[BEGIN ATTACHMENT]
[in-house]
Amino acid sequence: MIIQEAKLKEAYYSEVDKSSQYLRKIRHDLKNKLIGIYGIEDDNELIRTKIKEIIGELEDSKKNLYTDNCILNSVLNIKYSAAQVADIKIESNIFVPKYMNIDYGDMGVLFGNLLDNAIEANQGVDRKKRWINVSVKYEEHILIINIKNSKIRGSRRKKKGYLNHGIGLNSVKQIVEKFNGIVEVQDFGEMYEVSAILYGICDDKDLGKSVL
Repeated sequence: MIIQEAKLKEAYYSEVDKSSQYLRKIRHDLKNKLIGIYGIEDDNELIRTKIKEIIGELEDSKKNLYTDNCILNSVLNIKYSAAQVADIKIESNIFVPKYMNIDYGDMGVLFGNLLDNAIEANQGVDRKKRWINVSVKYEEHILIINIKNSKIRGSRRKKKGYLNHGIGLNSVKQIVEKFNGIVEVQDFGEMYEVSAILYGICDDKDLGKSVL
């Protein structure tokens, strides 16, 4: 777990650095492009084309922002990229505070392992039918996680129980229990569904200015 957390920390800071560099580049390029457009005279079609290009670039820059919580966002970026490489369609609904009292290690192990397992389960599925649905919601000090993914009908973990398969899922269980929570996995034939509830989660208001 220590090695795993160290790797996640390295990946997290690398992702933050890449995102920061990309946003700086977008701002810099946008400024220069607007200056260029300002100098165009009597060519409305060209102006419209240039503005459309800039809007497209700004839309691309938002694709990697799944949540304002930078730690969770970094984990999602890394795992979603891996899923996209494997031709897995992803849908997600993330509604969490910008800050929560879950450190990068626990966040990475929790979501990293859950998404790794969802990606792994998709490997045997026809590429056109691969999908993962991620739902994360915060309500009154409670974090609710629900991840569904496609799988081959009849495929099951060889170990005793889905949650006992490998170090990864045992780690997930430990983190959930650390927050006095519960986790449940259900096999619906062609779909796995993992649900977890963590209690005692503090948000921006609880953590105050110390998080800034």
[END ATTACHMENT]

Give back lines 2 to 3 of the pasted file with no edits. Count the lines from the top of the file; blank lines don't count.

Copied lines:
Amino acid sequence: MIIQEAKLKEAYYSEVDKSSQYLRKIRHDLKNKLIGIYGIEDDNELIRTKIKEIIGELEDSKKNLYTDNCILNSVLNIKYSAAQVADIKIESNIFVPKYMNIDYGDMGVLFGNLLDNAIEANQGVDRKKRWINVSVKYEEHILIINIKNSKIRGSRRKKKGYLNHGIGLNSVKQIVEKFNGIVEVQDFGEMYEVSAILYGICDDKDLGKSVL
Repeated sequence: MIIQEAKLKEAYYSEVDKSSQYLRKIRHDLKNKLIGIYGIEDDNELIRTKIKEIIGELEDSKKNLYTDNCILNSVLNIKYSAAQVADIKIESNIFVPKYMNIDYGDMGVLFGNLLDNAIEANQGVDRKKRWINVSVKYEEHILIINIKNSKIRGSRRKKKGYLNHGIGLNSVKQIVEKFNGIVEVQDFGEMYEVSAILYGICDDKDLGKSVL